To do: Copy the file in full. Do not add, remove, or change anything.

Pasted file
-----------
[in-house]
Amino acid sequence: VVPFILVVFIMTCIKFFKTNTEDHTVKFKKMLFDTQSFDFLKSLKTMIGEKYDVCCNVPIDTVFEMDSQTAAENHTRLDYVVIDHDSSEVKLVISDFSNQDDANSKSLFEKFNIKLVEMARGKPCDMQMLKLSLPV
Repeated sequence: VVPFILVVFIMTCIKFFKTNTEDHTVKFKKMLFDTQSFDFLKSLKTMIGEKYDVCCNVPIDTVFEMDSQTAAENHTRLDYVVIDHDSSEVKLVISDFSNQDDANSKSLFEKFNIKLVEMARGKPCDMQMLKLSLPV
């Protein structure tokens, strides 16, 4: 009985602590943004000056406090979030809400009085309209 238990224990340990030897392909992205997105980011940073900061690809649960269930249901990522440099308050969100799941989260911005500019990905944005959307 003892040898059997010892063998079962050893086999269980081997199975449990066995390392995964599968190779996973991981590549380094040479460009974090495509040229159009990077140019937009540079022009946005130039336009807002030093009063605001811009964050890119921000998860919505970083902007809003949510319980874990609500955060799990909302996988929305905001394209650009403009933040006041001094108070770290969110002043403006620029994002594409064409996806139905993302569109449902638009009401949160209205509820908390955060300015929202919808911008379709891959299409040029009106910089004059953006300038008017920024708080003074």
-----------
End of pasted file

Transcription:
[in-house]
Amino acid sequence: VVPFILVVFIMTCIKFFKTNTEDHTVKFKKMLFDTQSFDFLKSLKTMIGEKYDVCCNVPIDTVFEMDSQTAAENHTRLDYVVIDHDSSEVKLVISDFSNQDDANSKSLFEKFNIKLVEMARGKPCDMQMLKLSLPV
Repeated sequence: VVPFILVVFIMTCIKFFKTNTEDHTVKFKKMLFDTQSFDFLKSLKTMIGEKYDVCCNVPIDTVFEMDSQTAAENHTRLDYVVIDHDSSEVKLVISDFSNQDDANSKSLFEKFNIKLVEMARGKPCDMQMLKLSLPV
């Protein structure tokens, strides 16, 4: 009985602590943004000056406090979030809400009085309209 238990224990340990030897392909992205997105980011940073900061690809649960269930249901990522440099308050969100799941989260911005500019990905944005959307 003892040898059997010892063998079962050893086999269980081997199975449990066995390392995964599968190779996973991981590549380094040479460009974090495509040229159009990077140019937009540079022009946005130039336009807002030093009063605001811009964050890119921000998860919505970083902007809003949510319980874990609500955060799990909302996988929305905001394209650009403009933040006041001094108070770290969110002043403006620029994002594409064409996806139905993302569109449902638009009401949160209205509820908390955060300015929202919808911008379709891959299409040029009106910089004059953006300038008017920024708080003074």